Guest Post by Mike Valverde
When you think of reptiles kept as pets, what are some of the first creatures that come to mind? Maybe you think of leopard geckos or bearded dragons since they’re among the most common lizards kept as pets. Maybe you’re picturing something a bit more exotic, like a chameleon or a ball python.
One of the reasons why herpetoculture is so fascinating to so many people is that it’s unique. Instead of adopting a traditional furry pet like a dog or cat, many of the people who choose to care for a scaly cold-blooded pet are attracted to their unconventional nature and appearance. A true reptile lover will tell you that their pets are no less adorable or affectionate than any other— and they can be surprisingly intelligent as well.
Speaking of intelligent reptiles, I bet tegus were one of the last creatures that came to your mind when picturing a pet reptile if it came to mind at all. Truthfully, these distant cousins of the monitor family aren’t as popular among most reptile owners. And that’s a real shame because tegus are some of the smartest and most interesting lizards you can keep as a pet!
So keep reading to learn more about tegus, including some helpful tips on tegu feeding and general care. Check it out:
What are Tegu lizards?
Photo taken by Jessica Merz and uploaded to Flickr.
First, a quick clarification: tegus are not monitors. If you hear anyone refer to these creatures as ‘tegu monitors,’ they are mistaken.
Although both kinds of reptiles have several similarities, tegus are from the Tupinambis genus and monitors are from the Varanus genus. To make matters even more confusing, some species of tegu were reclassified as the Salvator genus about 8 years ago. Basically, tegus and monitors are kind of different but mostly the same as a result of their convergent evolutionary paths. As a pet owner, this means you shouldn’t rely on information for taking care of monitors when taking care of tegus, and vise versa.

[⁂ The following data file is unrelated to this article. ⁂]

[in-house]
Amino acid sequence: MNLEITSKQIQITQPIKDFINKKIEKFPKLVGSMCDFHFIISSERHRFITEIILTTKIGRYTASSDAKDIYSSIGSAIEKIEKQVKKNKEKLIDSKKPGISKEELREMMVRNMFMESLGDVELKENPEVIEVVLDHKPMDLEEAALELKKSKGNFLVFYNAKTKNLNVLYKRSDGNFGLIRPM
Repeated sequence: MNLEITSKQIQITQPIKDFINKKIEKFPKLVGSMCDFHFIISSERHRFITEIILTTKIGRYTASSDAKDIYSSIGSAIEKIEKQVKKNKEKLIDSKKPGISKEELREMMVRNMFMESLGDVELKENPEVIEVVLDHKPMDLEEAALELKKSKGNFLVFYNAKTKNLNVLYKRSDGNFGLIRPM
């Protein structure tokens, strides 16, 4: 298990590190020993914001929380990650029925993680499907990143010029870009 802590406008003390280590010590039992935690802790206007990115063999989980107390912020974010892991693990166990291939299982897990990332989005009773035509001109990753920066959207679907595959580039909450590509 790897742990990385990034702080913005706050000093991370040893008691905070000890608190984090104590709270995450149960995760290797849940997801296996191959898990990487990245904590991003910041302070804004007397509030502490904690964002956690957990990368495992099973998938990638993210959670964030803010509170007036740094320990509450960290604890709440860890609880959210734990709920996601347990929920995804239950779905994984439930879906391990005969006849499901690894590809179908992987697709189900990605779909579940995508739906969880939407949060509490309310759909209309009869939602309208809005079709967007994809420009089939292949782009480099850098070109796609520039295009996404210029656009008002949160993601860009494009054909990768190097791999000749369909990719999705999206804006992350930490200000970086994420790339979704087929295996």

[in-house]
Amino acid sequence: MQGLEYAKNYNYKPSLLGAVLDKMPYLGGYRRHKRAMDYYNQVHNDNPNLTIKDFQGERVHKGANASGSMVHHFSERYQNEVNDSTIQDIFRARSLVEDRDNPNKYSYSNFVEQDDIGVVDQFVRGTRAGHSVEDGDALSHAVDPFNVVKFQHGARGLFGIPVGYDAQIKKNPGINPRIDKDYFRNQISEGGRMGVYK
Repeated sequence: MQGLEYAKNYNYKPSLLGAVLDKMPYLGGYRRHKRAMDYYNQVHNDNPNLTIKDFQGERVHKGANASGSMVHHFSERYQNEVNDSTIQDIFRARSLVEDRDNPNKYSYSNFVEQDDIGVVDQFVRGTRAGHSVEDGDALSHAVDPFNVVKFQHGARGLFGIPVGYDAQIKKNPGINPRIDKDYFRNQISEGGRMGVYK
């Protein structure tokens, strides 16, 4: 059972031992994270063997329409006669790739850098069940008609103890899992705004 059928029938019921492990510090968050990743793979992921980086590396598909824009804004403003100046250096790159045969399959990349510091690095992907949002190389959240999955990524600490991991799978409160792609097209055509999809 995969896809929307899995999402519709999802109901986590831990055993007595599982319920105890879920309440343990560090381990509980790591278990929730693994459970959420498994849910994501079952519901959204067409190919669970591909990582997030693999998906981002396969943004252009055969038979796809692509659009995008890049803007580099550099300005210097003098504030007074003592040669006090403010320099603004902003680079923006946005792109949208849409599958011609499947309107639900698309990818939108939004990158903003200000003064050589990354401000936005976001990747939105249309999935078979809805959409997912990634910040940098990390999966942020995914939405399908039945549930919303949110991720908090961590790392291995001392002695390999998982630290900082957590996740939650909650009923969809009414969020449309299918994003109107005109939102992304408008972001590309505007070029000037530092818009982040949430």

With that out of the way, let’s talk about what tegus actually are. If you’re interested in adopting a pet tegu, these are the most common species you’ll encounter:
- Argentine black and white tegu
- Blue tegu
- Red tegu
- Colombian gold tegu
Not sure which one is best for you? Check out our detailed breakdowns for each type of tegu below:
Argentine Black and White Tegus
Black and white tegu in Porto Alegre, Brazil. Photo taken by José Carlos Merino Mombach and uploaded to iNaturalist.
These tegus go by many names, including Argentine tegu, Giant tegu, and black and white tegu. (You may occasionally see a breeder advertising Colombian black and white tegus, but there’s actually no such thing.)
Black and white tegus are native to Argentina, as their name implies. They’re larger than most other lizards and are best suited to warm climates with lots of water, such as savannas and rainforests. Despite being native to South America, wild Argentine tegus are often found in parts of Florida as an invasive species— a consequence of inexperienced owners releasing them into the wild.
Argentine tegu feeding
Generally speaking, tegus are omnivorous and can eat a wide variety of foods. In the wild, black and white tegus commonly eat insects, fruits, seeds, and the eggs of other animals. Since they can grow to be very large (up to five feet long), some wild Argentine tegus have even been known to eat small birds!
Argentine black and white tegu pets are usually given a diet of mostly insects when they’re very young. If you’re interested in raising these creatures from a young age, we recommend our Tegu Hatchling Bundle for its high nutritional content.
When they get older and bigger, a healthy black and white tegu diet will typically include cooked eggs and turkey meat to meet their increased need for protein. It’s also highly recommended that you feed black and white tegus tropical fruits such as papayas, mangos, and kiwis. Some black and white tegu owners will feed their pets dog food or cat food, although we recommend our Mega Blend of fruits and veggies for optimal nutrition.